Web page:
By ROB DUGUAY Getting people dancing is at the heart of ska music. The style, when performed live, can be better at making people move than the best DJ. On April 20, RI Ska Productions will present a night full of ska tunes at Revival Brewing Company in
Getting people dancing is at the heart of ska music. The style, when performed live, can be better at making people move than the best DJ.
On April 20, RI Ska Productions will present a night full of ska tunes at Revival Brewing Company in Cranston. The cover band RI Bred and Providence experimental rock act They Were Robots will be joined by El Grande, a ska septet based in Portland, Maine.
I recently had a talk with El Grande’s vocalist and guitarist Chris Gironda about how the band began, the music scene in Portland, the state of ska in the 2010s and a new record the band is putting out.
ROB DUGUAY: What made you all want to start a ska band back in 2004?
CHRIS GIRONDA: I was always fond of ska. I loved the syncopation and how it could make you dance. Aside from just liking the genre, I was intrigued by how the percussive strumming style played as big of a role in the songs as the chord progression.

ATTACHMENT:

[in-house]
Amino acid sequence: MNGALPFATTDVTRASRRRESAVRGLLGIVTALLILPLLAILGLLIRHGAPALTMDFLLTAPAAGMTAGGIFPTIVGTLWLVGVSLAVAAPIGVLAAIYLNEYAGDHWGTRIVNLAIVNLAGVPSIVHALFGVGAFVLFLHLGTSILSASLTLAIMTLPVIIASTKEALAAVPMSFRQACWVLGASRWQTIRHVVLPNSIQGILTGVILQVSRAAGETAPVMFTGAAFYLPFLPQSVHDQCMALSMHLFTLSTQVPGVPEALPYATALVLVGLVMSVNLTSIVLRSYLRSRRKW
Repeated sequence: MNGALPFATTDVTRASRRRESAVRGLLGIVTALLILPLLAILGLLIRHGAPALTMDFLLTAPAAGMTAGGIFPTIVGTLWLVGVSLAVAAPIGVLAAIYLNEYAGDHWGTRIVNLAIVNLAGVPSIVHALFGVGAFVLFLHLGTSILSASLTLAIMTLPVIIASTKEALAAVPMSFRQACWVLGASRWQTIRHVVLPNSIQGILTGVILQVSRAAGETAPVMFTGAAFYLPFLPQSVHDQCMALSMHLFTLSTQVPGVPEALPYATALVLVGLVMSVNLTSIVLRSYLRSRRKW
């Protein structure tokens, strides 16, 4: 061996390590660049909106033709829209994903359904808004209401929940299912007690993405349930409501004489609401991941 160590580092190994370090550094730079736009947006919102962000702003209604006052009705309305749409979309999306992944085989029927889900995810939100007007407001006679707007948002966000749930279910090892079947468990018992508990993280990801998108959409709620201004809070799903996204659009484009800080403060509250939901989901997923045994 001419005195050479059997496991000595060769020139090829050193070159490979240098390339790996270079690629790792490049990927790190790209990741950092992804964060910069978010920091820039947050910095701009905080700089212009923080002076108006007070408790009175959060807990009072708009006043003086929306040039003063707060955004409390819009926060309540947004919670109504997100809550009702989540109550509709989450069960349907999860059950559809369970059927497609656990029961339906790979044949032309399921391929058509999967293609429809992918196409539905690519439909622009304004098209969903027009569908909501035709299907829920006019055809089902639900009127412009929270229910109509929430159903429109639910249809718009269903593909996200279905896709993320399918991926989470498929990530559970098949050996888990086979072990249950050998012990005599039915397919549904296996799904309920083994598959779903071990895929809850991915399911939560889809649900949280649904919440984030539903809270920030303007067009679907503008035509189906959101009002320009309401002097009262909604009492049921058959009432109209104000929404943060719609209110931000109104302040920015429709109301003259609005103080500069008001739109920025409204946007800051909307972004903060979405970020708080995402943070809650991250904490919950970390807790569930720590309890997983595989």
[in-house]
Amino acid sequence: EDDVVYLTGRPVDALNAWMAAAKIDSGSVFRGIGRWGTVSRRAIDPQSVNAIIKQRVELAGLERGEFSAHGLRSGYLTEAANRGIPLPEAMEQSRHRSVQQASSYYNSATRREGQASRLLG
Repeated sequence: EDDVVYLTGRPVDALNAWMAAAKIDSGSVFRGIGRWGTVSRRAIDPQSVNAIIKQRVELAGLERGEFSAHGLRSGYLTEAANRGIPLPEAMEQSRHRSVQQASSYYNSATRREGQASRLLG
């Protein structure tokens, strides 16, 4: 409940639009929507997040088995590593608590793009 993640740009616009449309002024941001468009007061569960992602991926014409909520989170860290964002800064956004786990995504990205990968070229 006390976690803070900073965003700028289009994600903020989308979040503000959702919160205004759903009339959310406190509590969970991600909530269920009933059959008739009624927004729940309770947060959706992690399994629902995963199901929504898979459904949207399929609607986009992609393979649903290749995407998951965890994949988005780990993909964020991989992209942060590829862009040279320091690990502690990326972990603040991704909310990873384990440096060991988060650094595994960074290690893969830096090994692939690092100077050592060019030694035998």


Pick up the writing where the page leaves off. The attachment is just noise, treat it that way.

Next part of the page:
RD: What is it like being a part of the music scene in Portland? Is it diverse, or is one style of music more popular than the others?
CG: Portland has a rich local music history, and it’s an honor to be a part of that. There are cool local shows every night of the week that reach a broad range of audiences and genres, and we’re lucky to have some great venues in town to support that. There really isn't one particular genre that stands out as more popular. There are a lot of cool, smaller scenes within the community, whether it’s punk, hip-hop or folk.
RD: Ska has been a resurgent genre throughout the 2010s, with new bands coming up and established acts putting out new albums. Have you been excited about this new wave of ska music?
CG: Yes! It’s always nice to see a genre of music I love get the recognition it deserves.
RD: What do you think has been the biggest change within the band, either musically or management-wise, over the past 15 years?
CG: Management-wise, it’s really changed over the past few years, mostly because there is a lot more to manage. Our website, social media, booking and promotional responsibilities take a lot of time and attention. It is all worth it to make connections locally and throughout the scene.
RD: You guys haven’t released anything since the “Bayside Story EP” came out in 2016. Can we expect a new record soon?
CG: Absolutely. Our new album, “Brick City Sound,” will be released June 9. We heard you may be able to find a pre-released copy at our merch table at the show on April 20.
To learn more about El Grande, visit the band’s website, elgrandemusic.com.